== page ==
How many offshore wind turbines would be needed to power each of the world’s major cities? One company has done the maths. 

UK-headquartered component supplier RS Components looked at the world’s major cities to determine how many (or how few) wind turbines would be needed to fully power them, the percentage of the city’s area that would be taken up by wind turbines, and how many square kilometres of turbines would be required. 

For example, Tokyo would need to install 10,310 offshore wind turbines to power itself completely, while just 238 turbines could power Milan.

New York City would need the next highest number of turbines – 3687 – while Barcelona could run on 307.

To power Tokyo, New York, Seoul, Shanghai and Los Angeles – the world’s most power-hungry cities – together would take a combined area of 23,445.7 square km filled with offshore wind turbines, according to the data.

It would take over six times more than Seoul’s area in offshore wind turbines – 3752.9 square km or 620 per cent of the space occupied by the city – to match its population’s electricity demand.

Meanwhile, just 286 offshore turbines covering 293.6 square km could fully power Kuala Lumpur.

RS Components said it had made the calculations to show how little space cities would need to allocate for offshore wind power in order to “start taking new approaches to generating electricity in more efficient ways”.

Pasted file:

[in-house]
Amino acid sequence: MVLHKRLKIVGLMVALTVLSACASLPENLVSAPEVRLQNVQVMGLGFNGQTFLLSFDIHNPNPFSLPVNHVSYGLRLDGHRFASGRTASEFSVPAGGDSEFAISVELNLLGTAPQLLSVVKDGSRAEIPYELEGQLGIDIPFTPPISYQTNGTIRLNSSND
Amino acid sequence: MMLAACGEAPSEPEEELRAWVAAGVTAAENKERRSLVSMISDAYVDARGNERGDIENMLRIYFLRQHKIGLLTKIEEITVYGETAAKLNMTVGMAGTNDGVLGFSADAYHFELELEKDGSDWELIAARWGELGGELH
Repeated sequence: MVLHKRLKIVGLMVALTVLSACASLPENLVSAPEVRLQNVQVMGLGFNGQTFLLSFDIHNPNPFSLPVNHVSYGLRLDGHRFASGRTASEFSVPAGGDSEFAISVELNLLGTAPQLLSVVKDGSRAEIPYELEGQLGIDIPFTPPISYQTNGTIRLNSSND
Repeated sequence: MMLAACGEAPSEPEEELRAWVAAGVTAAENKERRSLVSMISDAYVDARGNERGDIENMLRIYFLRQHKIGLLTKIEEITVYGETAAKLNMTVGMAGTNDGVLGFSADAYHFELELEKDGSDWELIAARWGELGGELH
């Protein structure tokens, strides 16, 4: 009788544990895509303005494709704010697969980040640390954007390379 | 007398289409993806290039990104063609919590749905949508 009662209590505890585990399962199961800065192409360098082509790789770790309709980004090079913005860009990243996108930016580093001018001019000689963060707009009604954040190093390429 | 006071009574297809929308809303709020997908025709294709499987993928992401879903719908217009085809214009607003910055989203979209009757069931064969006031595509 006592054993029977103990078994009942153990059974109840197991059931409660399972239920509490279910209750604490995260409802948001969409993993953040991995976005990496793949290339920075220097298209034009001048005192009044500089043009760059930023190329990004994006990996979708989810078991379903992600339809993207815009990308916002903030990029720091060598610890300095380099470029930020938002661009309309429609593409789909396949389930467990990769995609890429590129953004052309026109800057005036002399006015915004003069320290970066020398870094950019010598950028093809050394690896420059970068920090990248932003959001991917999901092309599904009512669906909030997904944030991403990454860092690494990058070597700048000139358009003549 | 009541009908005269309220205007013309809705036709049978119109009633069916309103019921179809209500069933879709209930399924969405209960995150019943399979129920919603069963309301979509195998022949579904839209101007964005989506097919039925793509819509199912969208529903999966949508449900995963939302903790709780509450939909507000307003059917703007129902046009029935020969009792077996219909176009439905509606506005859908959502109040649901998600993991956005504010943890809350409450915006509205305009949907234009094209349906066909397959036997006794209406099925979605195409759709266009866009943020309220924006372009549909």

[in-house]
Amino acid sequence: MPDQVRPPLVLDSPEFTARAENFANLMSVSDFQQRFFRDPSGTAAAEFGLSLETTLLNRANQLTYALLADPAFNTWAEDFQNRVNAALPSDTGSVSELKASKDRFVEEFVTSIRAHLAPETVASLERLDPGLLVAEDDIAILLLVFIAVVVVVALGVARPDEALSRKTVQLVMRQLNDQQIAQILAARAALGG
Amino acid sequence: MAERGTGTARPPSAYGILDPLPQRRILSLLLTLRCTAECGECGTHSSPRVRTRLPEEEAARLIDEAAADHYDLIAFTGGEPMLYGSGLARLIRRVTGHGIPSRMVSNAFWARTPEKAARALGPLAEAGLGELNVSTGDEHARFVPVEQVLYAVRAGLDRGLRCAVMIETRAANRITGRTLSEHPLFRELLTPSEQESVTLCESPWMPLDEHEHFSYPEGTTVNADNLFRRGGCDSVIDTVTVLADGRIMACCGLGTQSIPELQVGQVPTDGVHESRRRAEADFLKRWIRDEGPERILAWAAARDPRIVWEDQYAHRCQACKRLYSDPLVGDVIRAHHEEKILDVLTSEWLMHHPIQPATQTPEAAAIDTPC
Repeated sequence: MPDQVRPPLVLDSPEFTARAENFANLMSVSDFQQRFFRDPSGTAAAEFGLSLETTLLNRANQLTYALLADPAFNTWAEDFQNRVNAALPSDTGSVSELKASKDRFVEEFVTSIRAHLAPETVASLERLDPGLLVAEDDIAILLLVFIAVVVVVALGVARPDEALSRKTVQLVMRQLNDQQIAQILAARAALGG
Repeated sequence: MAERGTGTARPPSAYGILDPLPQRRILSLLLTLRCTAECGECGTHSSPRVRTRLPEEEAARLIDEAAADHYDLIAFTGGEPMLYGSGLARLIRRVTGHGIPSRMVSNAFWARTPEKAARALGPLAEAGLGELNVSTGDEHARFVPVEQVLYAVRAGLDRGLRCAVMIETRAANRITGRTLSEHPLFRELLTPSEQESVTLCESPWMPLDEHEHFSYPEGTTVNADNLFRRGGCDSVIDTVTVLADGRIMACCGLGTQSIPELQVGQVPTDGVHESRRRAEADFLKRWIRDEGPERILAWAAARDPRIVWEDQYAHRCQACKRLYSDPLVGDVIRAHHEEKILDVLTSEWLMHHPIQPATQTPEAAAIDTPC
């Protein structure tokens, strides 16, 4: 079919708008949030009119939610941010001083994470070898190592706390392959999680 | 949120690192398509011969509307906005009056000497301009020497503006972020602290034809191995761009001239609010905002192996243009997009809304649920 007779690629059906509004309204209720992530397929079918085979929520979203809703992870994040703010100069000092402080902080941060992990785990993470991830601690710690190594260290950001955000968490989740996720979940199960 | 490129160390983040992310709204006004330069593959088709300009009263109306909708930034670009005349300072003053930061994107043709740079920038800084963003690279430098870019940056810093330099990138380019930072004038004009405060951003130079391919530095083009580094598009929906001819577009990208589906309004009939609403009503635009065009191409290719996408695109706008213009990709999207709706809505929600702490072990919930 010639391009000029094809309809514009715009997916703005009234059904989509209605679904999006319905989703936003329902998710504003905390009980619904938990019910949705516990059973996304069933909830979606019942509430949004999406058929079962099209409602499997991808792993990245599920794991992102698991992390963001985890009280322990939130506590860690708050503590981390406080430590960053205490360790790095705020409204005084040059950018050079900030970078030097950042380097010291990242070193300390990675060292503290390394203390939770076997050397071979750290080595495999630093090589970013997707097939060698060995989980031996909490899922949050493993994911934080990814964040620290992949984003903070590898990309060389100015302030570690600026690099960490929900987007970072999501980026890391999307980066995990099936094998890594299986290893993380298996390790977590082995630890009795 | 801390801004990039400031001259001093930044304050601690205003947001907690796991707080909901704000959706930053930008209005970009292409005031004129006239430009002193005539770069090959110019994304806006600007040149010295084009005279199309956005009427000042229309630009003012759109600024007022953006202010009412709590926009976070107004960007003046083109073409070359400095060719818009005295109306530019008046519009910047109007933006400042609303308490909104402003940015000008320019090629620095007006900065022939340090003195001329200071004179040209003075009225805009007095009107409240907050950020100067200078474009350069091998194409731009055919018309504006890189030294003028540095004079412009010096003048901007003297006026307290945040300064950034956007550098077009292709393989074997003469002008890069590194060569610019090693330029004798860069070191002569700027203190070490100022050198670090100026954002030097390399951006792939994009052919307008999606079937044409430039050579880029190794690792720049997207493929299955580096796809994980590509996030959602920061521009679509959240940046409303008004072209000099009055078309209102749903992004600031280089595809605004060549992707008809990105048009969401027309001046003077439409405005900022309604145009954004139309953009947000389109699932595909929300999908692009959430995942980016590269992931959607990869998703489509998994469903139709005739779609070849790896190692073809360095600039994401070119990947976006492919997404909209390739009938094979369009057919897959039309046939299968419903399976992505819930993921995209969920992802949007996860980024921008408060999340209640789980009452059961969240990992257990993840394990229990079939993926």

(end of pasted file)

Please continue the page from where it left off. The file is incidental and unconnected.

The firm said it had calculated each city’s power consumption using its population in conjunction with International Energy Agency (IEA) data on per capita consumption in its home country. It then calculated the city’s yearly power consumption and divided by the power one turbine can generate in a year to arrive at the number of turbines needed.  

An 8 MW Siemens SG 8.0-167 DD machine was used as an example turbine, and an assumed offshore wind turbine efficiency of 41 per cent was taken from data released by WindEurope, the wind sector trade group. Turbine spacing was calculated on the basis of having at least seven rotor diameters of space between each turbine, as per a recommendation from the UK government.

According to Bloomberg New Energy Finance, wind and solar power are predicted to supply 34 per cent of the world’s power by 2040. But the world still has a ways to go.

In London, which would need 1569 offshore wind turbines covering 1615 square km to cover its estimated annual power demand of 40,000 GWh, the massive 175-turbine, 100 square km London Array currently provides 630 MW. 

The full graphic, with thanks to RS Components: